Purpose: To compare the effects of respiratory motion by calculating four‐dimensional (4D) dose accumulation on proton and photon radiotherapy plans for a stage III lung cancer cohort.Methods and Materials: This study used passively scattered proton therapy (PSPT) and photon intensity modulated radiotherapy (IMRT) plans designed to meet the same criteria for an ongoing clinical trial. For 20 patients, 4D dose evaluation was calculated on both the PSPT and IMRT plans by accumulating individual phase dose using an intensity‐based in‐house deformable image registration algorithm. The resulting 4D dose accumulation method was compared against current standard of three dimensional (3D) dose as calculated on the average CT. Results: Both proton and photon plans demonstrated dosimetric differences when accounting for respiratory motion using 4D dose calculation methods. Reported 4D‐3D values are mean plus one standard deviation. 4D‐3D difference in PTV 95% dose coverage was >2% for 5 IMRT (0.5±1.1Gy) and 4 PSPT plans (0.5±0.8Gy). The structural doses most affected by respiratory motion were normal structures distal to the tumor, such as esophagus V65 (IMRT: −0.5±1.2Gy, PSPT: −0.4±1.4), mean heart (IMRT: − 0.4±0.6 Gy, PSPT: −0.3±0.9 Gy) and spinal cord maximum (IMRT: 0.0±0.2Gy, PSPT: 1.5±2.9Gy). No correlations were found between tumor motion and the change in 4D dose difference for any lung, heart, or spine dose‐volume index. Conclusions: The use of 4D dose evaluation techniques at time of treatment planning revealed small but significant respiratory motion induced deviations from the 3D planned dose for both photon and proton therapy. In both modalities, differences between 3D and 4D dose distributions are patient dependent; no population trends were found correlating dose differences to the extent of tumor motion. The implementation of 4D dose calculation methods for proton and photon lung cancer radiotherapy plans may help identify patients for whom respiratory motion alters the planned dose distribution. This project is supported by grant P01CA021239 from the National Cancer Institute.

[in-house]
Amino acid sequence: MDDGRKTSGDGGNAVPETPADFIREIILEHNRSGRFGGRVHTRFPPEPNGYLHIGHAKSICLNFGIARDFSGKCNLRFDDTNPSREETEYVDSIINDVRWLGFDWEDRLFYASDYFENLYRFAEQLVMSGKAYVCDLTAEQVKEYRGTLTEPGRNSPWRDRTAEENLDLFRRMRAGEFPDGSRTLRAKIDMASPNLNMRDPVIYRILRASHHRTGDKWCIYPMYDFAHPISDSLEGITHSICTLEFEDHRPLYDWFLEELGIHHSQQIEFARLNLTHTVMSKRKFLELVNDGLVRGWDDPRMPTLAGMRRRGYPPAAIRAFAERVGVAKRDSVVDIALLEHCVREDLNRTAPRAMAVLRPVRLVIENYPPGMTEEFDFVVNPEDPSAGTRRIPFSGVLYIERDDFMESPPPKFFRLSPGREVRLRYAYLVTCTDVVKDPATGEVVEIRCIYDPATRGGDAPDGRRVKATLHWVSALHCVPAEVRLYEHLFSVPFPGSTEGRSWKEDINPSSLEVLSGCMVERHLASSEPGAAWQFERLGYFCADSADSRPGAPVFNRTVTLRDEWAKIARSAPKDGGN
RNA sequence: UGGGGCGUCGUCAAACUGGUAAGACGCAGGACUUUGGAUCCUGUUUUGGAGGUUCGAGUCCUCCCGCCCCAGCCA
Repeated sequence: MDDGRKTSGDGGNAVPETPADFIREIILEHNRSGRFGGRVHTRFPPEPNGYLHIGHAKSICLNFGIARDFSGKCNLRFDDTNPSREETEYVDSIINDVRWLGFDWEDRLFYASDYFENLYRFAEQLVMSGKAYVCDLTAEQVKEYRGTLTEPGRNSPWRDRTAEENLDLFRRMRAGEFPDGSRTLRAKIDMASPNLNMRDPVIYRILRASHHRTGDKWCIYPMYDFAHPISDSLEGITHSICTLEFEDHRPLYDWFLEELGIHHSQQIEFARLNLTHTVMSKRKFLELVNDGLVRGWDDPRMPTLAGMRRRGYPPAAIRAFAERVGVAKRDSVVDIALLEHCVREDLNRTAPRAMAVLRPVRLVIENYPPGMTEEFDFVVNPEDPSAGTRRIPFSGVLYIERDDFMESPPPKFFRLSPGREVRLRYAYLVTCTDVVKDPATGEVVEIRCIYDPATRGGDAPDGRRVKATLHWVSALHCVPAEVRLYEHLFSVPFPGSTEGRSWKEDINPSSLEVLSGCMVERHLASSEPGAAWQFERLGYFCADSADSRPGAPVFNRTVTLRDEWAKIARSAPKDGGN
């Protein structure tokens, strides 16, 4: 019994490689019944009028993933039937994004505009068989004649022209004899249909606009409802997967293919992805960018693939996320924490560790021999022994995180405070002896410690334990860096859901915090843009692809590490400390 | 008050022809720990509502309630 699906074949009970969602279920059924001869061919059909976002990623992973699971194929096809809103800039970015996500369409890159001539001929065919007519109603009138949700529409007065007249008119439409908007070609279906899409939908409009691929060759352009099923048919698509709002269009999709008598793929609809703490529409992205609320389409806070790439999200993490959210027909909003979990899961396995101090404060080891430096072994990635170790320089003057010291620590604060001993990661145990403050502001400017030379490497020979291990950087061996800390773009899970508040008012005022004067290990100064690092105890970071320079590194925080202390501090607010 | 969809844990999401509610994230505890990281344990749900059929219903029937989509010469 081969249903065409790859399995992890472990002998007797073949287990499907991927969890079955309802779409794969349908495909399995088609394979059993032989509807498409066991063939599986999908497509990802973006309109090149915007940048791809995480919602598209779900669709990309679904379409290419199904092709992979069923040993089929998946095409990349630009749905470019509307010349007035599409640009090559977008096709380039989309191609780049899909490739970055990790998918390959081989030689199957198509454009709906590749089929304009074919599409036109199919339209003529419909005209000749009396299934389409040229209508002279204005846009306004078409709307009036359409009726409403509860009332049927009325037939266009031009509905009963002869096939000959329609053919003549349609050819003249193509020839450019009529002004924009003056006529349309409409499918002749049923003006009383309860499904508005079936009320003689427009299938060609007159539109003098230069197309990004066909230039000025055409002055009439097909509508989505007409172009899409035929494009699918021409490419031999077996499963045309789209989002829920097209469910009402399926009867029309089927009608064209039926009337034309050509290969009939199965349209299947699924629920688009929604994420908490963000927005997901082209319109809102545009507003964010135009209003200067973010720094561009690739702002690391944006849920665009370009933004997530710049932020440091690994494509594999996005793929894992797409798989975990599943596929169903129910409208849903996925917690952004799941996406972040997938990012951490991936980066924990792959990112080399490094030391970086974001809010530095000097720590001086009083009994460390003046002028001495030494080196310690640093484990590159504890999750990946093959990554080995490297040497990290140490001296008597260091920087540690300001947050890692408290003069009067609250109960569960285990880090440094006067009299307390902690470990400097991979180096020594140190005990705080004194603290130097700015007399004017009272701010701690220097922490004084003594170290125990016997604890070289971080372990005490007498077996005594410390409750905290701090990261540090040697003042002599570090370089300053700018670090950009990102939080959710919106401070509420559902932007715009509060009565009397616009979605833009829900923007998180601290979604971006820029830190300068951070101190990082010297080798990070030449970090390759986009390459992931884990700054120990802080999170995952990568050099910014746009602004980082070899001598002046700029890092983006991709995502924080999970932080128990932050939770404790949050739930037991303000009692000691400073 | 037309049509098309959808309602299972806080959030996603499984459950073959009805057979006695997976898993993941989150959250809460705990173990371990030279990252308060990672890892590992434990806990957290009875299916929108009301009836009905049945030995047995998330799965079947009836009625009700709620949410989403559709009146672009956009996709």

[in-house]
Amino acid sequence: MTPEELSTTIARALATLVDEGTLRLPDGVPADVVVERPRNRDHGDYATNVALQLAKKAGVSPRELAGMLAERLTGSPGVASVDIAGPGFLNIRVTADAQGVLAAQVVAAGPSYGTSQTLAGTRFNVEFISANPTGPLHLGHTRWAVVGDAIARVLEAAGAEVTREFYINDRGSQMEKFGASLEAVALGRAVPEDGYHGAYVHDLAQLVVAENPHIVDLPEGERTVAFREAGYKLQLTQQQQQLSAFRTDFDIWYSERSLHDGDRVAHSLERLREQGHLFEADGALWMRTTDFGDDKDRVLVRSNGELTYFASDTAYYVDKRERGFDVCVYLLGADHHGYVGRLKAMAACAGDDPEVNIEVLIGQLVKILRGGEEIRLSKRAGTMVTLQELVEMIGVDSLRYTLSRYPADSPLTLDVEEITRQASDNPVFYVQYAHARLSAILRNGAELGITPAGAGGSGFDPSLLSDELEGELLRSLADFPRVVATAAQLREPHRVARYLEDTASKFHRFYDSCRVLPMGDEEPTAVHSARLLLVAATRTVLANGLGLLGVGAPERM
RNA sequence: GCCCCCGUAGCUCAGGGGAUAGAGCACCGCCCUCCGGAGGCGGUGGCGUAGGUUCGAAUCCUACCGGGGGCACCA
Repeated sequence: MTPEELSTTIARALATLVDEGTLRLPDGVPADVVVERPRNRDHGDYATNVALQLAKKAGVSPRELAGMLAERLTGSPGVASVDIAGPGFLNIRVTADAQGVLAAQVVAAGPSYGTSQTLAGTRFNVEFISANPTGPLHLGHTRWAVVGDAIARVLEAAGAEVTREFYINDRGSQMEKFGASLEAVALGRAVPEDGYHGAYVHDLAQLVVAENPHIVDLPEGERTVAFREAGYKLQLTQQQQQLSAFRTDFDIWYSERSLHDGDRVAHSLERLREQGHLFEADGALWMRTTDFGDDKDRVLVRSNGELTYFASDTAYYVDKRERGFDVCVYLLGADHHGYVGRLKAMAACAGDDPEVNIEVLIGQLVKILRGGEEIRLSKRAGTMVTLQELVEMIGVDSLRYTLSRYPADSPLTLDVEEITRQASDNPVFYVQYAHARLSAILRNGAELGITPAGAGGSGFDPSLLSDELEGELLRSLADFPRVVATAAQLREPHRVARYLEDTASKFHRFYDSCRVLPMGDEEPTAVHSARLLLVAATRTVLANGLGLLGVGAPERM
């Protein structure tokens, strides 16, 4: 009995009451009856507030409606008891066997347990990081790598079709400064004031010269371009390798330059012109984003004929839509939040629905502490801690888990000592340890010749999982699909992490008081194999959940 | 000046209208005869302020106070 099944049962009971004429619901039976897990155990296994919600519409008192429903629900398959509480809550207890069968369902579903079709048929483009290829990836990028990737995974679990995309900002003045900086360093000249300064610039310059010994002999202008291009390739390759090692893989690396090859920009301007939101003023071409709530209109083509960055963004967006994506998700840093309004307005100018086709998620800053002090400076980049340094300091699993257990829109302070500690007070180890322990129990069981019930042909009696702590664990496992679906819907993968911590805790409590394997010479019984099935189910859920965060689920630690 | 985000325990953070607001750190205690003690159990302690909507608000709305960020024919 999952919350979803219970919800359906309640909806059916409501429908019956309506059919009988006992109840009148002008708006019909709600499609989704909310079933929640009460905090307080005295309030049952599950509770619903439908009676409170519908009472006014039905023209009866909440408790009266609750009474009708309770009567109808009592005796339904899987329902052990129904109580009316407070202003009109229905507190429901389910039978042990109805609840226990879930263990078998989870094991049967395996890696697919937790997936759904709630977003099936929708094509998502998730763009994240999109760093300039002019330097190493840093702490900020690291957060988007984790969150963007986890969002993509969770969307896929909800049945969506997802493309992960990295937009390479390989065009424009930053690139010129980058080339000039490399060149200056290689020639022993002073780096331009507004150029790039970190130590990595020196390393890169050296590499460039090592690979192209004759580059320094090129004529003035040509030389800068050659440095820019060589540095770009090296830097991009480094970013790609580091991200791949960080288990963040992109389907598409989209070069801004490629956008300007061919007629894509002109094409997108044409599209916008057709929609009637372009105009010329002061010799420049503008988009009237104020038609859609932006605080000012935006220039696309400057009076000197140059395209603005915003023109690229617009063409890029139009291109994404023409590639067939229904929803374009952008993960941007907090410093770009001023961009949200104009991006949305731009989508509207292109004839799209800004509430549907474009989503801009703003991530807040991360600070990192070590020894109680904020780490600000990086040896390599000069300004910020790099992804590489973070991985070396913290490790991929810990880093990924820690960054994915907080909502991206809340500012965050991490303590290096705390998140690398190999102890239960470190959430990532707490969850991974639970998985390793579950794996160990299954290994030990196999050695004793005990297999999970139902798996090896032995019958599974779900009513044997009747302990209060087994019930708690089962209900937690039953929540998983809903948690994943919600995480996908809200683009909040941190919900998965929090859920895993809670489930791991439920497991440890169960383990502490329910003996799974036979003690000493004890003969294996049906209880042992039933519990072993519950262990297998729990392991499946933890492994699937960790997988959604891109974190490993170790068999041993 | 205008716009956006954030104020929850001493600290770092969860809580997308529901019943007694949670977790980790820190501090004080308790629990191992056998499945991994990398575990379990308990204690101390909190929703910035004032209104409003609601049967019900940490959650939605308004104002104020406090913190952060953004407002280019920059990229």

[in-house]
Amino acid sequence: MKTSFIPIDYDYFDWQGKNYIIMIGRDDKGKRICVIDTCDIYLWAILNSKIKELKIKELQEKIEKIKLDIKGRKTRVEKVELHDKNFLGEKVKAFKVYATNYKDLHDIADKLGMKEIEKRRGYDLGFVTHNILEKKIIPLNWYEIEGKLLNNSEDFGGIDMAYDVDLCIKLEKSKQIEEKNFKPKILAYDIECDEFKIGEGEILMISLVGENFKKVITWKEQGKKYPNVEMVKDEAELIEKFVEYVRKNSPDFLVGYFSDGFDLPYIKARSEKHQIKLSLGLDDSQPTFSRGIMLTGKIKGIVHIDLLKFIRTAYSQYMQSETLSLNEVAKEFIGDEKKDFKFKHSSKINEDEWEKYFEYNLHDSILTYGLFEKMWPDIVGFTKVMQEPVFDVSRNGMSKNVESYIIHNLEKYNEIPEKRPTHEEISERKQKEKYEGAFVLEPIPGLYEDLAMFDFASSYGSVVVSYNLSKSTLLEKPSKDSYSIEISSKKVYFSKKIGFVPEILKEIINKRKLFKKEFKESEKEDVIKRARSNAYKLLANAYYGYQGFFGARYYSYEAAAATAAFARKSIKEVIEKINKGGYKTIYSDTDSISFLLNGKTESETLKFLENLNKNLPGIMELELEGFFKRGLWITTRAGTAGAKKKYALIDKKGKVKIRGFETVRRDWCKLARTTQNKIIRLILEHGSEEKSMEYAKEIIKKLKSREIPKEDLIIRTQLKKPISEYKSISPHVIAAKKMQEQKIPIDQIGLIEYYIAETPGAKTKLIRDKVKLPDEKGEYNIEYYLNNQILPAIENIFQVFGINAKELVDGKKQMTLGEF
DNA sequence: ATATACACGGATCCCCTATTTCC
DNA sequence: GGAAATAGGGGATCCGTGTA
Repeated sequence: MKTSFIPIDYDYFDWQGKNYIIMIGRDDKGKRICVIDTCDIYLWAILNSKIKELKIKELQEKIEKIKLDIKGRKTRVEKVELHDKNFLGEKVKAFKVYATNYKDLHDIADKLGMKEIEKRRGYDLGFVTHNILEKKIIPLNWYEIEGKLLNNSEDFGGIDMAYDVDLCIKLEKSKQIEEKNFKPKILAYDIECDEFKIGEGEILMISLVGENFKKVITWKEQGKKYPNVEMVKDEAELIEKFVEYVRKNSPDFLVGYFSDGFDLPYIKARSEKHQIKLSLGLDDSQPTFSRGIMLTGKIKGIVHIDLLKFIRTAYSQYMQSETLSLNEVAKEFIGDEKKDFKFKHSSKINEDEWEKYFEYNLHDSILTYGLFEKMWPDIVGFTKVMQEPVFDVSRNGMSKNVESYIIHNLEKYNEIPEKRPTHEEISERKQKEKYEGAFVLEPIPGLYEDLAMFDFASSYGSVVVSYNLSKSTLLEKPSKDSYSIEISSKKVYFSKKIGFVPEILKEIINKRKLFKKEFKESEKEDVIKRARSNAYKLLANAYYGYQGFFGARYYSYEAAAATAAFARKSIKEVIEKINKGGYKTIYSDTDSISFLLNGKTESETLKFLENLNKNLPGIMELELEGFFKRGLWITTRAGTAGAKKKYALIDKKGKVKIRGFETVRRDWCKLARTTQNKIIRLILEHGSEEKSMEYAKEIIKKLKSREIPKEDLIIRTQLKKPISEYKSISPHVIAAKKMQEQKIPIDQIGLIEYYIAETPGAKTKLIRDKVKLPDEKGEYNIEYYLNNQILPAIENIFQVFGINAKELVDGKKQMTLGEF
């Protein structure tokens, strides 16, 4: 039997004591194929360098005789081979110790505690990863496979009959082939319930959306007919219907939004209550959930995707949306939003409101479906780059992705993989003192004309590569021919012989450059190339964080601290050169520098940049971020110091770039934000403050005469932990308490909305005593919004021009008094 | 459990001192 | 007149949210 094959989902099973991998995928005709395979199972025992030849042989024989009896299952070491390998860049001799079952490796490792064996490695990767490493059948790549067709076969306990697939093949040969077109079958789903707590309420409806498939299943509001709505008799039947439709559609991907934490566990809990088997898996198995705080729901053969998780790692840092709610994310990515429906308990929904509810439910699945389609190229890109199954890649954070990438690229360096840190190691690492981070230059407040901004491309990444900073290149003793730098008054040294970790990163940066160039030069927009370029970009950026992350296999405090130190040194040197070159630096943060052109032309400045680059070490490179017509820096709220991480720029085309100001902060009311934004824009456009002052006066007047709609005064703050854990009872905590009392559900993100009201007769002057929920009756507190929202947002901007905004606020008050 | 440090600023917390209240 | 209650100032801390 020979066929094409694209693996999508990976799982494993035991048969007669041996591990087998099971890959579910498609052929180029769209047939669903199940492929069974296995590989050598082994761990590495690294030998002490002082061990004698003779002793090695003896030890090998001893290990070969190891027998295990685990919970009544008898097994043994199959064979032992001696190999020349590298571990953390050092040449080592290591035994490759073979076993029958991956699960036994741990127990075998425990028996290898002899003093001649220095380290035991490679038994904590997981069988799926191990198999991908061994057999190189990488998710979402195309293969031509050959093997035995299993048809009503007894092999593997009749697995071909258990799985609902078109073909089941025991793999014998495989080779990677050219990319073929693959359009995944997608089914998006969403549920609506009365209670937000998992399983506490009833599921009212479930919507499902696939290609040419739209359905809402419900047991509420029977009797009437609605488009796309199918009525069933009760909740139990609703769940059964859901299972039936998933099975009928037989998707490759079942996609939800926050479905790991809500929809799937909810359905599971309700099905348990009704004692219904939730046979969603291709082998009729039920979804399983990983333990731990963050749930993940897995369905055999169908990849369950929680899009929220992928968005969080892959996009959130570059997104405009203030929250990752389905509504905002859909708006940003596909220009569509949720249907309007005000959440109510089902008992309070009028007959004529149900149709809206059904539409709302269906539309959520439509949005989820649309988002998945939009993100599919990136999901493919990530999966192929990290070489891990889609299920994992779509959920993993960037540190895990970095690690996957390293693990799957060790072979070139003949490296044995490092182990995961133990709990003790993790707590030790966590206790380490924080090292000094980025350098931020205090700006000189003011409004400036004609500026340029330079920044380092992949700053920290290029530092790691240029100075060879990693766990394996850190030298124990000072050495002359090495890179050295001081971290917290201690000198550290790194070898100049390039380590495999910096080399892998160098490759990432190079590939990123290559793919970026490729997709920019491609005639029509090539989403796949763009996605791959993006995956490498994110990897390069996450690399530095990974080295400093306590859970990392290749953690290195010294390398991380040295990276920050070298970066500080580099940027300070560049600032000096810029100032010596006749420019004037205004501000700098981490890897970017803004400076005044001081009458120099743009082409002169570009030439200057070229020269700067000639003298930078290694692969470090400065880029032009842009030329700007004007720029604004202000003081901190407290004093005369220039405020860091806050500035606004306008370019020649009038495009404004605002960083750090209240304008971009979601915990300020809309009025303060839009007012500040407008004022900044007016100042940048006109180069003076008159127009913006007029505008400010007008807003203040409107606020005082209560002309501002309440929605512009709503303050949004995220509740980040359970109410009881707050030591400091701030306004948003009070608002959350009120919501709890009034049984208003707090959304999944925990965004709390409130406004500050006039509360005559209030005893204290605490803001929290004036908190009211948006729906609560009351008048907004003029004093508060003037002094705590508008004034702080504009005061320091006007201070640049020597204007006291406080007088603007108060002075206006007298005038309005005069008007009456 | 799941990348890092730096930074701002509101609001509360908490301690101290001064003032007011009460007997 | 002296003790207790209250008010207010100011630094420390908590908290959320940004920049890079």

ASJC Scopus subject areas
- Radiology Nuclear Medicine and imaging